A tale of a loving family and a secret romance as recounted in the memoirs of the family’s loyal maid. Most of the film’s events take place around the time of the Second World War. Having the human story in the foreground gave relevance to the depiction of the effects of the war and illustrated what the mindset was like at the time.

The Little House’s narrative unfolded languidly and gave the impression of being very realistic. It was well-acted and convincing, almost making you feel as if you were witnessing a piece of history.

I saw this film 2 days after watching A Tale of Samurai Cooking, also a family drama/love story set in a specific historical period, and it’s hard not to compare the two. I liked the pacing and lighter tone of Samurai Cooking a lot and appreciated that it was remarkably devoid of nastiness, even though it could have easily gone in that direction. Obviously, real life is not like that, so if you like to see realism in your movies, you might be partial to The Little House.

Just that I personally prefer the rose-coloured, feel-good experience of Samurai Cooking.

A Tale of Samurai Cooking – A True Love Story

3.5 stars (out of 4)

Released 2013 (Japan) – Opening night film of 2014 Toronto Japanese Film Festival

A talented young woman named Haru is recruited to marry into a renowned kitchen samurai family so she can help teach the “incompetent” heir to improve his skills. Not only a historical tale of cooking and developing love, there’s also a fair amount of drama, sword-fighting action, political unrest, and even some light-hearted humour at times.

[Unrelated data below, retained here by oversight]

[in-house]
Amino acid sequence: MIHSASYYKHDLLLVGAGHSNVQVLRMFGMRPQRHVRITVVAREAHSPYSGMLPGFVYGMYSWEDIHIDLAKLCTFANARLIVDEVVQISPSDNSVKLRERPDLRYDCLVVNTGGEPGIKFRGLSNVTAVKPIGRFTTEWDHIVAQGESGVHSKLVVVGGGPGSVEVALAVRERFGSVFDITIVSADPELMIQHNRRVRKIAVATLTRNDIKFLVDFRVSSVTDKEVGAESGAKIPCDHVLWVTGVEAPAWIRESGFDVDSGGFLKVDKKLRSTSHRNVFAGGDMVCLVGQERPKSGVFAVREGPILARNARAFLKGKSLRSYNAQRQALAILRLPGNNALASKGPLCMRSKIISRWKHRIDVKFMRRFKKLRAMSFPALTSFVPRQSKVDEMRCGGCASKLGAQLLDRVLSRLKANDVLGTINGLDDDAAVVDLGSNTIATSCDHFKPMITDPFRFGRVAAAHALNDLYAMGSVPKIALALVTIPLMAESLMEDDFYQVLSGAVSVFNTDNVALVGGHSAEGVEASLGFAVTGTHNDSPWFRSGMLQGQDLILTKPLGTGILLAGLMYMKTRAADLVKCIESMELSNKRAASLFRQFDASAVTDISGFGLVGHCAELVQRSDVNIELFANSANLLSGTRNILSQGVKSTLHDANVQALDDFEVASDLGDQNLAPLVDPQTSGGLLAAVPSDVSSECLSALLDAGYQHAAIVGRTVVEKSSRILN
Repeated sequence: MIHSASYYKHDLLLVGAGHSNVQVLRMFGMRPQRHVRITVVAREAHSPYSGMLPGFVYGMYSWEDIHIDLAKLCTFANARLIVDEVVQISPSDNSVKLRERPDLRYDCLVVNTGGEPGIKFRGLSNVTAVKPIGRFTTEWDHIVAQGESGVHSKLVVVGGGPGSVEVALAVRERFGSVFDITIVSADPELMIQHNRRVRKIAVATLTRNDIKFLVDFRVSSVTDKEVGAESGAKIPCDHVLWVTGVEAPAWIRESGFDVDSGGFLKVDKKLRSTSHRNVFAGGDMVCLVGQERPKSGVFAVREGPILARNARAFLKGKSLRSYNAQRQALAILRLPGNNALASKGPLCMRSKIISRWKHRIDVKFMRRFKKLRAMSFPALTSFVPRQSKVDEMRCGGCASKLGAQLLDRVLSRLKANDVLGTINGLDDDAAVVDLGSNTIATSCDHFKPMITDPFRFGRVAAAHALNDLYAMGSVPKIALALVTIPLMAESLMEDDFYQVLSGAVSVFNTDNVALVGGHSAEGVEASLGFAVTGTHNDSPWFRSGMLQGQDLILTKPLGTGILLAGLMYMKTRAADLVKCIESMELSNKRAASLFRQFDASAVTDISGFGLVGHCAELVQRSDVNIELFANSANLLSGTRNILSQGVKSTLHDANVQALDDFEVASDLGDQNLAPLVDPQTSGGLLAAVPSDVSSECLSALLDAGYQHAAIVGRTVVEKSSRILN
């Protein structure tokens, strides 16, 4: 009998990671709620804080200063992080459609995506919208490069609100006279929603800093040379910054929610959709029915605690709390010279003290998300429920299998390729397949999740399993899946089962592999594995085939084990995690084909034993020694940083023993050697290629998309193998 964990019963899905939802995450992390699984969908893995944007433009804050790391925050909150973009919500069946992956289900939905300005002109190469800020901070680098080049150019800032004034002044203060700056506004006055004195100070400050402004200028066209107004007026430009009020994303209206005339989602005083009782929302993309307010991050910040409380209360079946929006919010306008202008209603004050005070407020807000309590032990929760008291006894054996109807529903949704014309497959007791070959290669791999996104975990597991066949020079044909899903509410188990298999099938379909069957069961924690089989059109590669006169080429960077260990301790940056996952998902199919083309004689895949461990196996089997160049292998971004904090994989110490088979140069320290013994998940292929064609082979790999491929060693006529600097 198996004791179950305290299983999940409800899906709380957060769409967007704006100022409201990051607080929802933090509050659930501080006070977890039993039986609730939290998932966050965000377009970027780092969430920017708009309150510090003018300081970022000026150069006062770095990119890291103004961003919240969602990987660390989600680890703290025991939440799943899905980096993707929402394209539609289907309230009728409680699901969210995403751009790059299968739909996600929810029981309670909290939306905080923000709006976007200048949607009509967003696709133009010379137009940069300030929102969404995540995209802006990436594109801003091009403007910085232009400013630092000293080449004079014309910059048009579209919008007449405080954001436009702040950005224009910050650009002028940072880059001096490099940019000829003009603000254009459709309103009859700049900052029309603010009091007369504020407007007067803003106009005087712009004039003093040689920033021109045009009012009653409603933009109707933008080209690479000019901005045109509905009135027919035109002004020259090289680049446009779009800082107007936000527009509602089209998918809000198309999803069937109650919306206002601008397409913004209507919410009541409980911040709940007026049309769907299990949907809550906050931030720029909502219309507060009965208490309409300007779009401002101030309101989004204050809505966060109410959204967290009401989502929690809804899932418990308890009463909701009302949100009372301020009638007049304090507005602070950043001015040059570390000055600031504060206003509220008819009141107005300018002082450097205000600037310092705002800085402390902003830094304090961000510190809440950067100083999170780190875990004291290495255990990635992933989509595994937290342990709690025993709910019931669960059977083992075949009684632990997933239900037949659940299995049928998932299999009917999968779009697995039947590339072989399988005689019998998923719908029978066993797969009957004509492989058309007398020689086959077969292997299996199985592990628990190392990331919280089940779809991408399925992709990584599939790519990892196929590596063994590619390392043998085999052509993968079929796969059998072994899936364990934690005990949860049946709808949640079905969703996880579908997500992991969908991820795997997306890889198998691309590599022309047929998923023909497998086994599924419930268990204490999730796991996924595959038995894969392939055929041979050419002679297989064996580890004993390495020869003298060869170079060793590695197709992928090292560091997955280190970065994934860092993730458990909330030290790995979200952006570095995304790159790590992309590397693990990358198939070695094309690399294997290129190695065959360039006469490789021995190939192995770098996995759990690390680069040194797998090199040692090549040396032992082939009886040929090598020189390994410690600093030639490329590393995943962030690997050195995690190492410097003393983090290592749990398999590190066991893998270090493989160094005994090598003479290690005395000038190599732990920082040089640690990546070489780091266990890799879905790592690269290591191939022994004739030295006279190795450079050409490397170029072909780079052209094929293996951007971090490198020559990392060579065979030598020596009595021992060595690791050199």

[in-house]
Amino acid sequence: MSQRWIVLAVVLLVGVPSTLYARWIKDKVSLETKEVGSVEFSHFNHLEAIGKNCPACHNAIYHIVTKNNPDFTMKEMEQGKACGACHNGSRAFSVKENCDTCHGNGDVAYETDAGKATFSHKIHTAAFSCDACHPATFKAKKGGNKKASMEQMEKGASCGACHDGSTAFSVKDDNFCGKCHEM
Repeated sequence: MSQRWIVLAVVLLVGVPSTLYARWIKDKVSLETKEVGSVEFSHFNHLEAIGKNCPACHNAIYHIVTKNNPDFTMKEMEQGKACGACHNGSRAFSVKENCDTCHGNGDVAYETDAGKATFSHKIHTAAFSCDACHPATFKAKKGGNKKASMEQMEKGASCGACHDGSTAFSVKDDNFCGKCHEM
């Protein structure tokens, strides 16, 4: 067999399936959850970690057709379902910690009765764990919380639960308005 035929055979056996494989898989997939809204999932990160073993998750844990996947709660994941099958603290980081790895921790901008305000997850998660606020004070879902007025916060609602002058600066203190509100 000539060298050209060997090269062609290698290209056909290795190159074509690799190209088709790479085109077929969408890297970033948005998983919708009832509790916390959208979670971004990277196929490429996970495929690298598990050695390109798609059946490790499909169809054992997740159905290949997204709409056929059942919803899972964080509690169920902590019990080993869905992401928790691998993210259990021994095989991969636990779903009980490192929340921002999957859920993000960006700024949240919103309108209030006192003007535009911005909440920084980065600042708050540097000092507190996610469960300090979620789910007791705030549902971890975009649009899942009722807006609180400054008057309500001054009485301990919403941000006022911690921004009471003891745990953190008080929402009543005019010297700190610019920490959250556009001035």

It’s almost worth the price of admission just to see the gorgeous Japanese scenery and beautiful costumes. And of course there’s the food too. It would be wise to eat something before going to see this.

The story developments flow naturally in a well-paced manner. The movie elicits feelings in a way that touches you, rather than hitting you over the head.

Likewise, while the score is noticeably beautiful on several occasions, it fittingly complements the action without being overly dramatic.

If I were to complain about one thing, it’s that the theme song at the end sounds too weird. The female vocal is strangely shrill and just doesn’t sound good. But that’s really a teeny tiny blemish on an otherwise remarkably enjoyable film.

Mid-Spring 2014 Anime Ranking

01. KNIGHTS OF SIDONIA (Sidonia no Kishi) (ep. 1-8) – Really loving this show! Far and away my favourite of the season so far. This frequently brutal and thrilling space opera, about humanity’s struggle for survival thousands of years after aliens, called Gauna, destroyed the Earth, had me hooked by the 3rd episode.

One of the biggest initial challenges was that everyone kind of looks the same. I’m sure it’s completely intentional given the amount of genetic engineering that has occurred, but man, did it ever make it hard to keep track of who’s who, especially in the beginning. The monochromatic colour palette was no help either.